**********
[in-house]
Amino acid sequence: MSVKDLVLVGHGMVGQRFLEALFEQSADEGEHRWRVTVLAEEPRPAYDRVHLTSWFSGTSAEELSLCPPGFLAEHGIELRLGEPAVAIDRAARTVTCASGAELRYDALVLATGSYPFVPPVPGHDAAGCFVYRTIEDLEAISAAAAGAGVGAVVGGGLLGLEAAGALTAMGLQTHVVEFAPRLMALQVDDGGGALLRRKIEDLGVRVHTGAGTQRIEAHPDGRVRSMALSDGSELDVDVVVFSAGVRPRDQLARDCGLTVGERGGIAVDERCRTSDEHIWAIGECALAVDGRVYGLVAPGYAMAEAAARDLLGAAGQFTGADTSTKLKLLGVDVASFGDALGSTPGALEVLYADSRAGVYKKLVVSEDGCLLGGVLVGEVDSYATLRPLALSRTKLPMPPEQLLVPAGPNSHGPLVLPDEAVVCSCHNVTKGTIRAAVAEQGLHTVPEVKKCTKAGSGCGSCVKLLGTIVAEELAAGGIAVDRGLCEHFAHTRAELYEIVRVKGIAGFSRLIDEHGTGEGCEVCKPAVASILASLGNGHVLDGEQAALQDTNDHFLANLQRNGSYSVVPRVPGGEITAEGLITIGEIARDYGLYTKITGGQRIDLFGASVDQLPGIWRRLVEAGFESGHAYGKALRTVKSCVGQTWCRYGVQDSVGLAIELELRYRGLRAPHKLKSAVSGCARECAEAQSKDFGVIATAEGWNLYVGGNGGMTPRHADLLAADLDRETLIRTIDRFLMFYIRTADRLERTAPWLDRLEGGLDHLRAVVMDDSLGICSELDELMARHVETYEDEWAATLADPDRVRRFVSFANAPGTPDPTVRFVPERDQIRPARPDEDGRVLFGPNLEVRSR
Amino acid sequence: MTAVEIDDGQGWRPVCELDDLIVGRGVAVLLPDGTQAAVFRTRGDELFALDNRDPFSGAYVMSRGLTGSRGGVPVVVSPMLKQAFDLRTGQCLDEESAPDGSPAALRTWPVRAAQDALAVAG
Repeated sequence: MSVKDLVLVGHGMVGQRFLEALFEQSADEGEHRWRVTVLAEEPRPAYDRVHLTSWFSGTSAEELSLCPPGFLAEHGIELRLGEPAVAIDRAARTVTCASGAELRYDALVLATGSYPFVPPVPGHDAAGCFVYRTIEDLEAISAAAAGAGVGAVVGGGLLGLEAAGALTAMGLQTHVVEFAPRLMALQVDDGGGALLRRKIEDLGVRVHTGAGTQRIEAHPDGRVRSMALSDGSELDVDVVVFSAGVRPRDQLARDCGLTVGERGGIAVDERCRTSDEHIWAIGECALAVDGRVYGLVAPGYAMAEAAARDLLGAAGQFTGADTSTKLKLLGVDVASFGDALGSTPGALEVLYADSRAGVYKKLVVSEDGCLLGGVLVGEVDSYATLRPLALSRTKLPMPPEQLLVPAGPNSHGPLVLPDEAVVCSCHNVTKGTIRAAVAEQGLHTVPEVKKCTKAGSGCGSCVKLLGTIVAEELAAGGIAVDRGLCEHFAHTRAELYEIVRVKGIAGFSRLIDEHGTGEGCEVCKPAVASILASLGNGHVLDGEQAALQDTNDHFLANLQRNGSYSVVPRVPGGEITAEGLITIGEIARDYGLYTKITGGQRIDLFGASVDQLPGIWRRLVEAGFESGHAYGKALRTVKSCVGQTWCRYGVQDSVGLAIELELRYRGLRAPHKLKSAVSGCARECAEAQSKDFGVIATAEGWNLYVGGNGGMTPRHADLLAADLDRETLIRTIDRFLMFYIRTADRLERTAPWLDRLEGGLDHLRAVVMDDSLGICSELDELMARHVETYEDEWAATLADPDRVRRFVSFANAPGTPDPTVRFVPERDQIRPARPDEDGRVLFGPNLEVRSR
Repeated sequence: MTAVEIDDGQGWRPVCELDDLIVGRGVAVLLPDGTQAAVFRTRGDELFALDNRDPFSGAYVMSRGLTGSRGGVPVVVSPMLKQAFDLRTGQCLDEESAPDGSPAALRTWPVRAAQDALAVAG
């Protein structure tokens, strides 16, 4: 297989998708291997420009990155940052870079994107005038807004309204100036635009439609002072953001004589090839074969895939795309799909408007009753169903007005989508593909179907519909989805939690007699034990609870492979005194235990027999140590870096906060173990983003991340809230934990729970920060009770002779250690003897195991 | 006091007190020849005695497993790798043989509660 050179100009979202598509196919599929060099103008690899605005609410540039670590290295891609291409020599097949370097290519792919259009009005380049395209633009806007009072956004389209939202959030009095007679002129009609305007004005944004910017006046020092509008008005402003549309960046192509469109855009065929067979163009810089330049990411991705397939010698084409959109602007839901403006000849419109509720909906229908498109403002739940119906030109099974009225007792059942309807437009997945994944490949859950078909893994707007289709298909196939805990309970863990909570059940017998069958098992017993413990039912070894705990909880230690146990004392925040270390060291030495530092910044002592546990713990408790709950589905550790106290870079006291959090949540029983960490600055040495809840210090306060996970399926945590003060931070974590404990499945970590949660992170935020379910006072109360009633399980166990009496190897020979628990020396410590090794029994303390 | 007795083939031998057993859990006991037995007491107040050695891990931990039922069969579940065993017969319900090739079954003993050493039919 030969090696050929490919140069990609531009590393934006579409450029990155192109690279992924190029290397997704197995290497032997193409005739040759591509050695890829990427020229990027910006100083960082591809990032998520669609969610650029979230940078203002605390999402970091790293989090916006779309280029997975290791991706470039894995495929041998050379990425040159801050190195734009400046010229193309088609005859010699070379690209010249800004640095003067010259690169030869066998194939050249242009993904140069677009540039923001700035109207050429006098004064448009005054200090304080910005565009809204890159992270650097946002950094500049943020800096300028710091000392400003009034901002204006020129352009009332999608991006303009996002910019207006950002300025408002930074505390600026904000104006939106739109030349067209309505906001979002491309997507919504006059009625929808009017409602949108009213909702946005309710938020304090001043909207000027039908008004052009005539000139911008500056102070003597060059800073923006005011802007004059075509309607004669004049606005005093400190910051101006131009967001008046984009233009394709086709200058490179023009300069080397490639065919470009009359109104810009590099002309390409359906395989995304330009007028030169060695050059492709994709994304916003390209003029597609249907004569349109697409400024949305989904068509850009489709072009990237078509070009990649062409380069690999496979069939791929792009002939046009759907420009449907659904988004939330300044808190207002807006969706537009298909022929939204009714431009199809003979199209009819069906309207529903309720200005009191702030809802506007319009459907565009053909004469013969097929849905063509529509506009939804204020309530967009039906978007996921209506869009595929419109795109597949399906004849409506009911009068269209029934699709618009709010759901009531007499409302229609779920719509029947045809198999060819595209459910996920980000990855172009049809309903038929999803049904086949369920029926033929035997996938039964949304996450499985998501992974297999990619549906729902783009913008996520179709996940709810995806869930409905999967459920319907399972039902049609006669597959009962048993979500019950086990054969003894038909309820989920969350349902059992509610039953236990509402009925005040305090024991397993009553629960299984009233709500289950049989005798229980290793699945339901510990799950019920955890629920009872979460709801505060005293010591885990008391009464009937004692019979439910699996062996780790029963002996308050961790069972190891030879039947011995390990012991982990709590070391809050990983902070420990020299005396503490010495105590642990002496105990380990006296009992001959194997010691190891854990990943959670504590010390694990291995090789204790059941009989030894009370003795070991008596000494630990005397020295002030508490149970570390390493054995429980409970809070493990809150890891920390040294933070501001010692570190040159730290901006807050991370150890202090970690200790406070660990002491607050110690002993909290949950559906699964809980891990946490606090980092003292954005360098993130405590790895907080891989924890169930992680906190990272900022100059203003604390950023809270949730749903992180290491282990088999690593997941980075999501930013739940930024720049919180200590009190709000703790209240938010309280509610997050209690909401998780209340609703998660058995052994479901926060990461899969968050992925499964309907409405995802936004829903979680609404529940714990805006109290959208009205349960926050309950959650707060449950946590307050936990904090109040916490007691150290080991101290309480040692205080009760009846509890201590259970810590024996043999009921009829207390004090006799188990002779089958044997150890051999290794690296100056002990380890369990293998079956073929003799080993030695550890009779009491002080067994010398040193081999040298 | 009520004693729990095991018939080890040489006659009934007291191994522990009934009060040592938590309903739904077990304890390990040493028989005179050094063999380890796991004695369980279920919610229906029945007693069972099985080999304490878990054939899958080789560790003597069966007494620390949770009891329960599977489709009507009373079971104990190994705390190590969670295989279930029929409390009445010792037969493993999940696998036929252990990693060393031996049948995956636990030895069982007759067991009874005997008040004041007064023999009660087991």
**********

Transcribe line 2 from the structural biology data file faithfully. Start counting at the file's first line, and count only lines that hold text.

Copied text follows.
Amino acid sequence: MSVKDLVLVGHGMVGQRFLEALFEQSADEGEHRWRVTVLAEEPRPAYDRVHLTSWFSGTSAEELSLCPPGFLAEHGIELRLGEPAVAIDRAARTVTCASGAELRYDALVLATGSYPFVPPVPGHDAAGCFVYRTIEDLEAISAAAAGAGVGAVVGGGLLGLEAAGALTAMGLQTHVVEFAPRLMALQVDDGGGALLRRKIEDLGVRVHTGAGTQRIEAHPDGRVRSMALSDGSELDVDVVVFSAGVRPRDQLARDCGLTVGERGGIAVDERCRTSDEHIWAIGECALAVDGRVYGLVAPGYAMAEAAARDLLGAAGQFTGADTSTKLKLLGVDVASFGDALGSTPGALEVLYADSRAGVYKKLVVSEDGCLLGGVLVGEVDSYATLRPLALSRTKLPMPPEQLLVPAGPNSHGPLVLPDEAVVCSCHNVTKGTIRAAVAEQGLHTVPEVKKCTKAGSGCGSCVKLLGTIVAEELAAGGIAVDRGLCEHFAHTRAELYEIVRVKGIAGFSRLIDEHGTGEGCEVCKPAVASILASLGNGHVLDGEQAALQDTNDHFLANLQRNGSYSVVPRVPGGEITAEGLITIGEIARDYGLYTKITGGQRIDLFGASVDQLPGIWRRLVEAGFESGHAYGKALRTVKSCVGQTWCRYGVQDSVGLAIELELRYRGLRAPHKLKSAVSGCARECAEAQSKDFGVIATAEGWNLYVGGNGGMTPRHADLLAADLDRETLIRTIDRFLMFYIRTADRLERTAPWLDRLEGGLDHLRAVVMDDSLGICSELDELMARHVETYEDEWAATLADPDRVRRFVSFANAPGTPDPTVRFVPERDQIRPARPDEDGRVLFGPNLEVRSR